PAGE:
Also found in: Thesaurus, Idioms.


tr.v. blessed or blest (blĕst), bless·ing, bless·es
1. To make holy by religious rite; sanctify: The clergy blessed the site for the new monastery.
2. To invoke divine favor upon: The bishop blessed the fishing fleet.
3. To make the sign of the cross over: She knelt and blessed herself.
4. To honor as holy; glorify: Bless the Lord.
5. To confer well-being or prosperity on: They were blessed with a baby girl.
6. To endow, as with talent: He was blessed with a photographic memory.
bless you
Used to wish good health to a person who has just sneezed.

[Middle English blessen, from Old English blētsian, to consecrate; see bhel- in Indo-European roots.]

bless′er n.
Word History: The verb bless comes from Old English blœ̄dsian, blēdsian, blētsian, "to bless, wish happiness, consecrate." Although the Old English verb has no cognates in any other Germanic language, it can be shown to derive from the Germanic noun *blōdan, "blood." Blœ̄dsian therefore originally meant "to consecrate with blood, sprinkle with blood." In many cultures, the blood of a sacrificed animal is thought to hallow and bring blessings upon the people and places that it touches. In the Biblical book of Exodus, for example, God punishes the Egyptians by killing the first-born son in every family, but the Israelites are able to protect their own houses from divine wrath by sprinkling the blood of a sacrificed lamb on their lintels and doorposts. The Angles, Saxons, and Jutes, the early Germanic migrants to Britain, would have originally used the verb blœ̄dsian for the consecrations effected by their own pagan sacrifices. After they converted to Christianity, however, blœ̄dsian acquired new meanings when it was used to translate the verb benedīcere, "to bless" in the Latin Bible.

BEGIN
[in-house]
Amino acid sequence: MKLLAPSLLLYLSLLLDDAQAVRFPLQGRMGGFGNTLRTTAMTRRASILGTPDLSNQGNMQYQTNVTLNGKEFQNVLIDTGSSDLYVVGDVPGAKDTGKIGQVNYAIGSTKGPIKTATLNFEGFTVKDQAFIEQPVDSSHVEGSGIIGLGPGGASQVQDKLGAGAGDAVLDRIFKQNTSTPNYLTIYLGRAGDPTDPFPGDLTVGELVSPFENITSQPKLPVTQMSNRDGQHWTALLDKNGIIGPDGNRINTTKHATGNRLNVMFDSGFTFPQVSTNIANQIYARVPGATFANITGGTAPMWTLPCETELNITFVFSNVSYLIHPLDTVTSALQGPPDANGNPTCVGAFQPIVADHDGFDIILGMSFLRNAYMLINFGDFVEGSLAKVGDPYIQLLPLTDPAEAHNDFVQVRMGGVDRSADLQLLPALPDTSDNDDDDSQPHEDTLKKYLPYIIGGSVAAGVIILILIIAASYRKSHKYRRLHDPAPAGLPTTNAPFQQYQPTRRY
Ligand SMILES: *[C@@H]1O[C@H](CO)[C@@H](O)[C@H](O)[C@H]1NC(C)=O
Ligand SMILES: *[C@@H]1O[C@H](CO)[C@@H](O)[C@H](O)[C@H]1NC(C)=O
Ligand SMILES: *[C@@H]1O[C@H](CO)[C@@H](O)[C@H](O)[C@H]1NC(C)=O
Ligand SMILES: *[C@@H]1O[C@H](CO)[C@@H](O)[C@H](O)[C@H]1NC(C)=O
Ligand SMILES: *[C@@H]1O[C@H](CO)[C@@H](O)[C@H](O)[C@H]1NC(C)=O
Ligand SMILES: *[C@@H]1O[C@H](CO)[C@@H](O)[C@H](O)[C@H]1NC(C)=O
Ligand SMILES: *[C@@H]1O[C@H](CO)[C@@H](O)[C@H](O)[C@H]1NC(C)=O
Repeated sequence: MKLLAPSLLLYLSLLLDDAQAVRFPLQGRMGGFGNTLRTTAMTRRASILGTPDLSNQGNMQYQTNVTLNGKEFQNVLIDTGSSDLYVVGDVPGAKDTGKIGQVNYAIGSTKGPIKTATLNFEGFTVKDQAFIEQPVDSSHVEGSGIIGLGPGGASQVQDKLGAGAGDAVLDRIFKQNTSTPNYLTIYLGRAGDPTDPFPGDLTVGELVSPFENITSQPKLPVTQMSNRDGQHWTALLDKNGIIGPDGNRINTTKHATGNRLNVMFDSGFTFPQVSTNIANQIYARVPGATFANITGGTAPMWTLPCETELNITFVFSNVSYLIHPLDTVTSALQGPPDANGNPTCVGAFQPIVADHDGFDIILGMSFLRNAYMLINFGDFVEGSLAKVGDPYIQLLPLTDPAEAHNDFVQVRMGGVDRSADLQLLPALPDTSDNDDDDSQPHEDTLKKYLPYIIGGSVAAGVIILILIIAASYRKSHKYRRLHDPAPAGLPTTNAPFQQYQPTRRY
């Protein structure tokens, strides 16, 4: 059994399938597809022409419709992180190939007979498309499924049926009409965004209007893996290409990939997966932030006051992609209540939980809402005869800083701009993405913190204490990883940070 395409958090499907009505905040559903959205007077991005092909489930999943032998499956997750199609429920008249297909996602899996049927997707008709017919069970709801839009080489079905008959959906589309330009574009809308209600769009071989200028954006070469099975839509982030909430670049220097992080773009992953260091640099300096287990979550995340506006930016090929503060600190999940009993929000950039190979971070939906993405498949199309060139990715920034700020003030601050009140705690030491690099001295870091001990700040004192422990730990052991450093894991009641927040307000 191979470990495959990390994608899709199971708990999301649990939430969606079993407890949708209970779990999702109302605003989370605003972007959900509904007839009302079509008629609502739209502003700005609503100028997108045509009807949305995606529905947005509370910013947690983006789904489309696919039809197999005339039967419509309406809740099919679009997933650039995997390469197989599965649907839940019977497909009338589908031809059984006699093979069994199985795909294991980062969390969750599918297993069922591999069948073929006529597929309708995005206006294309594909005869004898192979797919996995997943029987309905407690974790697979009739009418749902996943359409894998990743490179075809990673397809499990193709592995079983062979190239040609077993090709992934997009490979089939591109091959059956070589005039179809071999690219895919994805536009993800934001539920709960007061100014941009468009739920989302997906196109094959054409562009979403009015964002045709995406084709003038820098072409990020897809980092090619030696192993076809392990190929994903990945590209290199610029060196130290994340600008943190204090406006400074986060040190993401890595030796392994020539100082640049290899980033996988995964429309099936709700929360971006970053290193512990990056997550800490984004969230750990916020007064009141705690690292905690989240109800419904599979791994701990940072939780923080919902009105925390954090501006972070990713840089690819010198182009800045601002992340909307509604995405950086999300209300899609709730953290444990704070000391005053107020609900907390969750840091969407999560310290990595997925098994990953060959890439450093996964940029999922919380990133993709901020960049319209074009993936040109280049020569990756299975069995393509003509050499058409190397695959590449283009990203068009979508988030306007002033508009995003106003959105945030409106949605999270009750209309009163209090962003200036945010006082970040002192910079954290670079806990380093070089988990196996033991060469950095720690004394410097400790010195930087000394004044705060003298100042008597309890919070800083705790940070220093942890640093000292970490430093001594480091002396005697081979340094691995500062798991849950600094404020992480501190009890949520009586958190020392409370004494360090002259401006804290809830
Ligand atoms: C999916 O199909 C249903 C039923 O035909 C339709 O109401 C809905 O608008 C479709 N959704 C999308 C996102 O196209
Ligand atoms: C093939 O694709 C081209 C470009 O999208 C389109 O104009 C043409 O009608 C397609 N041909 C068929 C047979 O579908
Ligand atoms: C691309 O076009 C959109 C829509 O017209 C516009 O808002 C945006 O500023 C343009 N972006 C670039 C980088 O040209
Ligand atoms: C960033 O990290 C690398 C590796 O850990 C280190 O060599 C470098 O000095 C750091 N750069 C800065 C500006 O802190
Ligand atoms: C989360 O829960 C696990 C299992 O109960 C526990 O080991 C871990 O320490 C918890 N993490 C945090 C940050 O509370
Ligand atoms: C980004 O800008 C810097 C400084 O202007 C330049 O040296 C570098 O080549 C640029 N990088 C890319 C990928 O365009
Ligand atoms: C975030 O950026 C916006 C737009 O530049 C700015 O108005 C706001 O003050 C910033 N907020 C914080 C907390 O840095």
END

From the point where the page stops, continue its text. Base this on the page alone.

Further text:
American Heritage® Dictionary of the English Language, Fifth Edition. Copyright © 2016 by Houghton Mifflin Harcourt Publishing Company. Published by Houghton Mifflin Harcourt Publishing Company. All rights reserved.


someone who blesses
Collins English Dictionary – Complete and Unabridged, 12th Edition 2014 © HarperCollins Publishers 1991, 1994, 1998, 2000, 2003, 2006, 2007, 2009, 2011, 2014
References in classic literature ?
I, however, am a blesser and a Yea-sayer, if thou be but around me, thou pure, thou luminous heaven!
A blesser have I become and a Yea-sayer: and therefore strove I long and was a striver, that I might one day get my hands free for blessing.
It's not considered sex work, but it still places an obligation on the girl to have unprotected sex because "He's my blesser, because he gives me (cell phone) air-time, or he buys me perfume or fancy clothes."
[or] carving out spaces of stillness or silence to hear otherwise imperceptible sounds" (Blesser & Salter, 2007, p.
L'art est fait pour blesser, il est surtout la pour gratter ou il ne faut pas.
For instance, the same occurrences are witnessed in Nigeria (mentor) and in South Africa (blesser).
Un homme de 34 ans a d'abord tue une personne et en a blesse trois autres grievement a l'arme a feu a l'interieur de l'etablissement, avant de blesser un policier a l'exterieur et d'etre finalement tue par les forces de l'ordre, a precise la police.